Taxation Without Representation or the Tea Party Reborn

Written by Oil, Gas, and Mining on . Posted in Editorial

The Sons of Liberty dressed as Native Americans dump tea into Boston Harbor
The Sons of Liberty dressed as Native Americans dump tea into Boston Harbor.

It was not a mob that destroyed the tea, but sober citizens. It was not a mob that were spectators of the scene, but a well-behaved audience looking upon a serious and most significant pantomime. It was the work of patriotic men, encouraged by patriotic citizens, who were determined not to be trifled with any longer……………
- From the Boston Historical Society

Whoever Commands the Sea, Commands the Trade...

Written by Oil, Gas, and Mining on . Posted in Editorial

Competing claims in the South China Sea China is now actively drilling in waters claimed by Vietman and has positioned a giant oil rig that is approximately 150 miles from Vietnam's coast. International maritime law considers waters within 200 miles of a country’s borders to be within its exclusive economic zone. From China’s perspective the drilling site is 225 miles from its Hainan Island, which is connected by bridge to the Chinese mainland, but only 30 miles from the disputed Paracel Islands, which is claimed by both Vietnam and China. The stakes are high for both countries as oil and natural gas reserves in the South China Sea are thought to be abundant. China now claims roughly 90% of the South China Sea and has maritime disputes in the region with Vietnam, the Philippines, Brunei, Malaysia, Indonesia, and Taiwan. China also has territorial disputes in the East China Sea (not shown on the map) with South Korea and Japan.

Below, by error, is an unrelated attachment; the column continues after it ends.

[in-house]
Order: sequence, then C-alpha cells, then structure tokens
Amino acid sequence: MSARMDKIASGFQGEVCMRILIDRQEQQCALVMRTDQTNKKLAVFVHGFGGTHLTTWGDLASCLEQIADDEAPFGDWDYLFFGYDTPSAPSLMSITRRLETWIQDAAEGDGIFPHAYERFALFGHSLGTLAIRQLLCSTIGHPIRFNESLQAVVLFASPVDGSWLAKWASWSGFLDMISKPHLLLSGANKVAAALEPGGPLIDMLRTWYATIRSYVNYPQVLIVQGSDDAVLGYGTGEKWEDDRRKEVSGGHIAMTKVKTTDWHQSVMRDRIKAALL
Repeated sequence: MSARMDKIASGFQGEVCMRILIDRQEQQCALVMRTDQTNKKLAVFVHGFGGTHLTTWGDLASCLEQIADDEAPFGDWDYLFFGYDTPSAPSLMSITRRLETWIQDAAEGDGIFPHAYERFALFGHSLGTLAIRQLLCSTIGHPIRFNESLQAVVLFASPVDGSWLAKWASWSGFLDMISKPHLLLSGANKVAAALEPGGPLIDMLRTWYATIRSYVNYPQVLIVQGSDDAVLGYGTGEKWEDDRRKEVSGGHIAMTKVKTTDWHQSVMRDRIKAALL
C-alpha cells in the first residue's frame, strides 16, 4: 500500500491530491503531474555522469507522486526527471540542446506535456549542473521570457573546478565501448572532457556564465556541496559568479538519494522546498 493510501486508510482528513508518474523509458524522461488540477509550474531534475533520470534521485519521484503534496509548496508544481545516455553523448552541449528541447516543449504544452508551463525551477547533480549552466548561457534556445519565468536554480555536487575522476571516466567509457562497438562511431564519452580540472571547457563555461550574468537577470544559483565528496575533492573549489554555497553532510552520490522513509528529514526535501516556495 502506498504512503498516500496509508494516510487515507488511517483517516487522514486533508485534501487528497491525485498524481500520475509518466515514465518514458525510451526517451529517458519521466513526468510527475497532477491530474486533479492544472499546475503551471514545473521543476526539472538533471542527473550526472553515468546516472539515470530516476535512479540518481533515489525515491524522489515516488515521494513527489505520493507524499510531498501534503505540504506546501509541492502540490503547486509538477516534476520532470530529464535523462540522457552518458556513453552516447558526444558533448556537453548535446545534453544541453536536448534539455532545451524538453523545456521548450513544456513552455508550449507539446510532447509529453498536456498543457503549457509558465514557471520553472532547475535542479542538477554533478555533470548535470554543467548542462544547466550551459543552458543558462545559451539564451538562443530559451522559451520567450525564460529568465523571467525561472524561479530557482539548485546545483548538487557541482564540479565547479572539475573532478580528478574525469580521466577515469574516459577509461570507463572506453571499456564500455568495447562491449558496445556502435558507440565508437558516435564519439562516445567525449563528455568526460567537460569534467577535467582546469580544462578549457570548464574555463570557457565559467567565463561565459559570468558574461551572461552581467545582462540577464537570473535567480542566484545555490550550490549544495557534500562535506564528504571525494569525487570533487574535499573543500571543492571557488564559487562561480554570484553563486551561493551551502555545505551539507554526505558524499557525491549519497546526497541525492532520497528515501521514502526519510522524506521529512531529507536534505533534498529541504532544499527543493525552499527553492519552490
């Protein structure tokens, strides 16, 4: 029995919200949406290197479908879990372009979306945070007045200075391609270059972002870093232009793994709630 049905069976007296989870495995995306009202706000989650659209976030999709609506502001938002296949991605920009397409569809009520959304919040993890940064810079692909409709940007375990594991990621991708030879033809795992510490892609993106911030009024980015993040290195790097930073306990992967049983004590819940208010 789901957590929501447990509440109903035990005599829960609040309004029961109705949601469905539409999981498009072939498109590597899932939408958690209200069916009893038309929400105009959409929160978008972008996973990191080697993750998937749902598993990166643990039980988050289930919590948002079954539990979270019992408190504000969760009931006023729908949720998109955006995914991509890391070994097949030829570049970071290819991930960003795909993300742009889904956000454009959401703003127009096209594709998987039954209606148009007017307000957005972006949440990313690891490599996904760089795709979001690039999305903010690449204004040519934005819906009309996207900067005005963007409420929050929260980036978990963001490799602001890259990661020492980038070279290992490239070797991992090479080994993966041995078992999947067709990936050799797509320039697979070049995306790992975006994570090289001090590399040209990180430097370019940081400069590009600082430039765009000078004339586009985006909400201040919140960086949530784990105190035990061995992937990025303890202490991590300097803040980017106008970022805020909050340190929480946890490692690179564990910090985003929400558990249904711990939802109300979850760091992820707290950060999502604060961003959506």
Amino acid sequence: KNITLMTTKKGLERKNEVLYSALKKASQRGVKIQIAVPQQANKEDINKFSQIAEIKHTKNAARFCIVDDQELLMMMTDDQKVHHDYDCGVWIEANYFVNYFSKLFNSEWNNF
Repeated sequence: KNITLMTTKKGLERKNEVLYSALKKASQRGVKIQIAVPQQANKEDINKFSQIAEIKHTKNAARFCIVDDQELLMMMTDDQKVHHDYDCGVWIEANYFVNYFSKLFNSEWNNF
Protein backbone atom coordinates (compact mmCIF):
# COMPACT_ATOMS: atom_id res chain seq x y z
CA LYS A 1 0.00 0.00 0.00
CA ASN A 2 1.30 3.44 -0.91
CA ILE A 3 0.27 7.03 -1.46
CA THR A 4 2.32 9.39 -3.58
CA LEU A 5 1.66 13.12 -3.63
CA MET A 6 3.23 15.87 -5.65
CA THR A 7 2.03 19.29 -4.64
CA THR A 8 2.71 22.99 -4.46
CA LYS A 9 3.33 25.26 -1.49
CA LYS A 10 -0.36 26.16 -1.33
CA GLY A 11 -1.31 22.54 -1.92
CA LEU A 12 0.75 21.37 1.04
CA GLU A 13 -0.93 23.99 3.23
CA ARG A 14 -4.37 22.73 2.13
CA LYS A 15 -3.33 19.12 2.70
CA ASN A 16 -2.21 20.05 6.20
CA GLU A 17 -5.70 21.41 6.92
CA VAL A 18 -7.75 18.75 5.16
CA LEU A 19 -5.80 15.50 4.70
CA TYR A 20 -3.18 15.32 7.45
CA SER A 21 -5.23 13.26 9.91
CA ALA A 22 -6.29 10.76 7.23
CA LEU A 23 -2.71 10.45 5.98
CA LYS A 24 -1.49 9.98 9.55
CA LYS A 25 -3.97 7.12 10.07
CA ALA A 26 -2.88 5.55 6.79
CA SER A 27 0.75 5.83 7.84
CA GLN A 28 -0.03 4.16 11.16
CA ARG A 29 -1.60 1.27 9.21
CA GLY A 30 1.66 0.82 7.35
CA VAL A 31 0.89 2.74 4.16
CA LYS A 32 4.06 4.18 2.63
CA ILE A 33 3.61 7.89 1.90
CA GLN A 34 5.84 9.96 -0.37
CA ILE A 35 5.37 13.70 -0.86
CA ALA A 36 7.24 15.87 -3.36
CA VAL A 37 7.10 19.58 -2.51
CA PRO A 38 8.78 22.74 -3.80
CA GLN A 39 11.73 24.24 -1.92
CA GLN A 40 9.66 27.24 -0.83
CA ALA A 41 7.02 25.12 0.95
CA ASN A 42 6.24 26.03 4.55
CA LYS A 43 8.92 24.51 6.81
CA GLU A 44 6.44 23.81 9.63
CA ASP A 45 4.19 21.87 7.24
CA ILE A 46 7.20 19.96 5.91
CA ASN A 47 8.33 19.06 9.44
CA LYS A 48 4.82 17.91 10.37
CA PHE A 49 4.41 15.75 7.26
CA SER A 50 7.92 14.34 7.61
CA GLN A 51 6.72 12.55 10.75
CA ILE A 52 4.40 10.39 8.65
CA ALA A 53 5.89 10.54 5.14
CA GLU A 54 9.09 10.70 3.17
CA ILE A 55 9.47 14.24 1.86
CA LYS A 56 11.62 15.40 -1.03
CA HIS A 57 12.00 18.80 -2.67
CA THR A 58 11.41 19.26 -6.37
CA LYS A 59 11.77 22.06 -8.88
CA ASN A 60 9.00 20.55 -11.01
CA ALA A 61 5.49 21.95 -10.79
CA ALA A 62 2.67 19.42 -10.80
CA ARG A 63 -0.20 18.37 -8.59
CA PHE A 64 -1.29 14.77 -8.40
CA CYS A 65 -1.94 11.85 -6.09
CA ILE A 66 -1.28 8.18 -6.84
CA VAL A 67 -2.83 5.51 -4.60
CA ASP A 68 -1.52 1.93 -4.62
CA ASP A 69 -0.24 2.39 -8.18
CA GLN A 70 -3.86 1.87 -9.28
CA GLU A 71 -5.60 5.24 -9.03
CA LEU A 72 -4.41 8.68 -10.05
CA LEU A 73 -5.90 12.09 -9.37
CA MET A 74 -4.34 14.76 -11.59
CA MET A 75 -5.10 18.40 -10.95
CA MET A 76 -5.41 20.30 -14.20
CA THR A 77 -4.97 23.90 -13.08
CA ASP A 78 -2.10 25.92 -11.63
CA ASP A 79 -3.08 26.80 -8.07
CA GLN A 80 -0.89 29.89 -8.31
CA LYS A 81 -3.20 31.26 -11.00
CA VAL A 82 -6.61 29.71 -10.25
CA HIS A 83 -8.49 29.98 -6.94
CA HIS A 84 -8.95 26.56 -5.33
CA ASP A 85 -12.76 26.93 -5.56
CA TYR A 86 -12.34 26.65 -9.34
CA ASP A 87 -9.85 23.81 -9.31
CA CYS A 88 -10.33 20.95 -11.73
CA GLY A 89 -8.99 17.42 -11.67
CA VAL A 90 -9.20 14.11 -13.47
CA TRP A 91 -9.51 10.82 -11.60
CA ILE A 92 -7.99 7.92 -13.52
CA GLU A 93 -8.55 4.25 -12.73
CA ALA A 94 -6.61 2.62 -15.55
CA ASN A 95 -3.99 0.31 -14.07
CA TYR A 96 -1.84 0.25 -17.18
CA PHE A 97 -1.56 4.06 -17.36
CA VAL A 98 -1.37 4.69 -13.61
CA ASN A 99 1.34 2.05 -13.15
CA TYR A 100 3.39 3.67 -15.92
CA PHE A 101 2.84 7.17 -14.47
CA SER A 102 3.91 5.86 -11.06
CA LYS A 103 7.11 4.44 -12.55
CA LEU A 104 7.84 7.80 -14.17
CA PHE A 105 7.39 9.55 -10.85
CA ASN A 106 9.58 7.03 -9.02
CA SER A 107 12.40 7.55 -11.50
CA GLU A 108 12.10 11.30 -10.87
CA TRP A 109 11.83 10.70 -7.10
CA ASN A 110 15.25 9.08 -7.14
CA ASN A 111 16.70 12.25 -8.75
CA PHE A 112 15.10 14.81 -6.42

Cow Farts - A Cause for Global Concern

Written by Oil, Gas, and Mining on . Posted in Editorial

Don’t let their gentle exteriors fool you. These are scary methane-producing and climate-changing machines.
Don’t let their gentle exteriors fool you. These are scary methane-producing and climate-changing machines.

Cows may appear innocent but they are not. Behind the gentle, insipid bovine exterior lurks a greenhouse gas pumping monster. That swishing tail is not really for dispersing flies, but for efficiently seeding the atmosphere with copious amounts of methane, a most damaging greenhouse gas. Oil and gas drilling and refining operations pale in comparison to this cow-tastrophe.

Shilly-Shallying Through History - Or Presidential Decision Making and the Keystone XL Pipeline

Written by Oil, Gas, and Mining on . Posted in Editorial

Engines from the Union Pacific and Central Pacific meet at Promontory Summit, Utah, on May 10, 1869. Great nations, great peoples, and great presidents can accomplish great things once the decision to do so is made. The building of the Transcontinental Railroad, completed on May 10, 1869, and the landing of Apollo 11 on the Moon on July 20, 1969, are just two examples of such great accomplishments from American history. President Abraham Lincoln signed the Pacific Railway Act on July 1, 1862, authorizing land grants and government bonds, which amounted to $32,000 (in 1860s terms) per mile of track laid. The rail lines built by the Central Pacific and Union Pacific began a race from Sacramento, California, and Omaha, Nebraska, and linked up at Promontory Summit, Utah, in an image immortalized in the following photograph. Keep in mind that Lincoln planned for his nation’s future even while in the midst of the bloody American Civil War. Prior to the transcontinental railroad a trip across the continent to the western states took six months, an arduous journey across rivers, deserts, and mountains.

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